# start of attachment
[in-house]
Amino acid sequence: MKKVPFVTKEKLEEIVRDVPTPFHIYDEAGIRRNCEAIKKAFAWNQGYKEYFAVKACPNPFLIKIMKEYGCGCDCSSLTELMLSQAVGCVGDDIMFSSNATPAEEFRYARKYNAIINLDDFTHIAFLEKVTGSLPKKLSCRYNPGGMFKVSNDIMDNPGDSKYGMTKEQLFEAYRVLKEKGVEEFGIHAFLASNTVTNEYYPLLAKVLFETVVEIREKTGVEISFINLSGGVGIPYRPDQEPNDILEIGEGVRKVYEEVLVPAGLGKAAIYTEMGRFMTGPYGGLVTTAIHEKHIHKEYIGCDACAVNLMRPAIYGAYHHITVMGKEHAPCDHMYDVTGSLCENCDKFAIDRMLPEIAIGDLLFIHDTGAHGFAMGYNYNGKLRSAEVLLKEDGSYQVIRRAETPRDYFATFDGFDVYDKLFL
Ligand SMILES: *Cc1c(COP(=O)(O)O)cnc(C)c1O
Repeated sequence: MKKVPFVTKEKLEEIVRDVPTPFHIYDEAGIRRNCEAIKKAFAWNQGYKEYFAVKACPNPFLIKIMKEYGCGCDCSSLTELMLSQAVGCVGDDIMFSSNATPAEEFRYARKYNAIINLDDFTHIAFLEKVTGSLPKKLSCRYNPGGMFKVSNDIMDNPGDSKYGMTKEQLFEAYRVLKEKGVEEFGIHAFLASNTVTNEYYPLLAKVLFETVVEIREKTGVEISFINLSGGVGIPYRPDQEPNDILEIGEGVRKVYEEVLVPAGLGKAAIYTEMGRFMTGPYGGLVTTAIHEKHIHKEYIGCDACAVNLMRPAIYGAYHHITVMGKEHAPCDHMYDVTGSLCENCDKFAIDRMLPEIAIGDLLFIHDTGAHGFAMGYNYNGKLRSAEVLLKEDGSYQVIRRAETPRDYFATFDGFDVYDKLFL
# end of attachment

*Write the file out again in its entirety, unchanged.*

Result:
[in-house]
Amino acid sequence: MKKVPFVTKEKLEEIVRDVPTPFHIYDEAGIRRNCEAIKKAFAWNQGYKEYFAVKACPNPFLIKIMKEYGCGCDCSSLTELMLSQAVGCVGDDIMFSSNATPAEEFRYARKYNAIINLDDFTHIAFLEKVTGSLPKKLSCRYNPGGMFKVSNDIMDNPGDSKYGMTKEQLFEAYRVLKEKGVEEFGIHAFLASNTVTNEYYPLLAKVLFETVVEIREKTGVEISFINLSGGVGIPYRPDQEPNDILEIGEGVRKVYEEVLVPAGLGKAAIYTEMGRFMTGPYGGLVTTAIHEKHIHKEYIGCDACAVNLMRPAIYGAYHHITVMGKEHAPCDHMYDVTGSLCENCDKFAIDRMLPEIAIGDLLFIHDTGAHGFAMGYNYNGKLRSAEVLLKEDGSYQVIRRAETPRDYFATFDGFDVYDKLFL
Ligand SMILES: *Cc1c(COP(=O)(O)O)cnc(C)c1O
Repeated sequence: MKKVPFVTKEKLEEIVRDVPTPFHIYDEAGIRRNCEAIKKAFAWNQGYKEYFAVKACPNPFLIKIMKEYGCGCDCSSLTELMLSQAVGCVGDDIMFSSNATPAEEFRYARKYNAIINLDDFTHIAFLEKVTGSLPKKLSCRYNPGGMFKVSNDIMDNPGDSKYGMTKEQLFEAYRVLKEKGVEEFGIHAFLASNTVTNEYYPLLAKVLFETVVEIREKTGVEISFINLSGGVGIPYRPDQEPNDILEIGEGVRKVYEEVLVPAGLGKAAIYTEMGRFMTGPYGGLVTTAIHEKHIHKEYIGCDACAVNLMRPAIYGAYHHITVMGKEHAPCDHMYDVTGSLCENCDKFAIDRMLPEIAIGDLLFIHDTGAHGFAMGYNYNGKLRSAEVLLKEDGSYQVIRRAETPRDYFATFDGFDVYDKLFL